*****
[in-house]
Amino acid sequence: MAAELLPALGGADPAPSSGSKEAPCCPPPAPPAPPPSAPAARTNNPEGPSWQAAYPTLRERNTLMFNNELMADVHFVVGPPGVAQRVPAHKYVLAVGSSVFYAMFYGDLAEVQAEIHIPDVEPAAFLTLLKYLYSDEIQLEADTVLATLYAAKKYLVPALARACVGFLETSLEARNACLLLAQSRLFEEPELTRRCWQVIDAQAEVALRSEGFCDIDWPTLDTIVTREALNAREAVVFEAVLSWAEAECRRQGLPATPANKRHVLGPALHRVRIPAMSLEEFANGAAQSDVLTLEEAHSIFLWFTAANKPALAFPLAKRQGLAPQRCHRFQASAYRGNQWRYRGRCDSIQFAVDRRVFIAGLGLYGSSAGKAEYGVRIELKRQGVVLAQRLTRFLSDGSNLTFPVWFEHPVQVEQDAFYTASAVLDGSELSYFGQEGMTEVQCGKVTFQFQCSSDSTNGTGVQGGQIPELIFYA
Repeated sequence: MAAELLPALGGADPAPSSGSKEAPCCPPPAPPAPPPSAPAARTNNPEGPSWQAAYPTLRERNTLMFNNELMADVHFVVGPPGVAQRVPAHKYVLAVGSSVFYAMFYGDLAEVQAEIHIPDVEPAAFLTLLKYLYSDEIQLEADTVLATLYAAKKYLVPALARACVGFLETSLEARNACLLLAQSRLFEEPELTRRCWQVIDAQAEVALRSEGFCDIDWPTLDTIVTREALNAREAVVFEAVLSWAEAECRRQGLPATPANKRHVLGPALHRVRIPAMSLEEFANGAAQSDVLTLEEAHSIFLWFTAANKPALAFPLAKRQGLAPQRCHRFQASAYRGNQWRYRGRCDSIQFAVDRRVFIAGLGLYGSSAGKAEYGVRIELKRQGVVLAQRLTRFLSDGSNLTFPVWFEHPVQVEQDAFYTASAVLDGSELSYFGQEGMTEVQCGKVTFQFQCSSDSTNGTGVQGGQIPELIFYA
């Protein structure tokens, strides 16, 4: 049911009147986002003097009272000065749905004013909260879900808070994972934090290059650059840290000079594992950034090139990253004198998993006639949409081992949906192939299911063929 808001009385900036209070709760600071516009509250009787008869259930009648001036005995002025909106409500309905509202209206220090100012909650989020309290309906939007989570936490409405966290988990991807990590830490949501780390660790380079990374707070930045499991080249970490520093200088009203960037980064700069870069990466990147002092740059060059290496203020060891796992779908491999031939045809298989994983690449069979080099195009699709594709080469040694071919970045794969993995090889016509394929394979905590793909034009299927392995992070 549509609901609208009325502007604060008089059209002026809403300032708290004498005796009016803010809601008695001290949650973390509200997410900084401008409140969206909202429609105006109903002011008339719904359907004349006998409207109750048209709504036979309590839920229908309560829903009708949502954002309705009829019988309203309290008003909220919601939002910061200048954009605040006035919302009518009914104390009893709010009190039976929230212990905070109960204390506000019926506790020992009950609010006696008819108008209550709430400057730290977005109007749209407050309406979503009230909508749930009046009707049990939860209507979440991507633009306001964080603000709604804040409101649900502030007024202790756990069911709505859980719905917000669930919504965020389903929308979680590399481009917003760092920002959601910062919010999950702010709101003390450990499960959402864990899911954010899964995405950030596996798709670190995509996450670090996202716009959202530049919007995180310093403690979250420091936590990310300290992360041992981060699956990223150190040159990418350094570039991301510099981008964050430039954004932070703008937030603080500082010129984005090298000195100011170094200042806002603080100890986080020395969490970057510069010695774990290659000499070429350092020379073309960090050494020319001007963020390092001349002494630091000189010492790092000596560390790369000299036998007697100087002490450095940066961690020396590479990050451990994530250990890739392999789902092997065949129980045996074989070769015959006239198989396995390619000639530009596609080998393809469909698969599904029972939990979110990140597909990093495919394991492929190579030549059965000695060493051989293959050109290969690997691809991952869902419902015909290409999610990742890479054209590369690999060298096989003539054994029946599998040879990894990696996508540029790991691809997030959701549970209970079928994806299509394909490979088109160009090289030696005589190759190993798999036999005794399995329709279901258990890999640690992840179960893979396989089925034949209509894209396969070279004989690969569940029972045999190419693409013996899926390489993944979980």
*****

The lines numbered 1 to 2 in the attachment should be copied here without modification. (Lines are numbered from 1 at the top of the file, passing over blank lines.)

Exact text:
[in-house]
Amino acid sequence: MAAELLPALGGADPAPSSGSKEAPCCPPPAPPAPPPSAPAARTNNPEGPSWQAAYPTLRERNTLMFNNELMADVHFVVGPPGVAQRVPAHKYVLAVGSSVFYAMFYGDLAEVQAEIHIPDVEPAAFLTLLKYLYSDEIQLEADTVLATLYAAKKYLVPALARACVGFLETSLEARNACLLLAQSRLFEEPELTRRCWQVIDAQAEVALRSEGFCDIDWPTLDTIVTREALNAREAVVFEAVLSWAEAECRRQGLPATPANKRHVLGPALHRVRIPAMSLEEFANGAAQSDVLTLEEAHSIFLWFTAANKPALAFPLAKRQGLAPQRCHRFQASAYRGNQWRYRGRCDSIQFAVDRRVFIAGLGLYGSSAGKAEYGVRIELKRQGVVLAQRLTRFLSDGSNLTFPVWFEHPVQVEQDAFYTASAVLDGSELSYFGQEGMTEVQCGKVTFQFQCSSDSTNGTGVQGGQIPELIFYA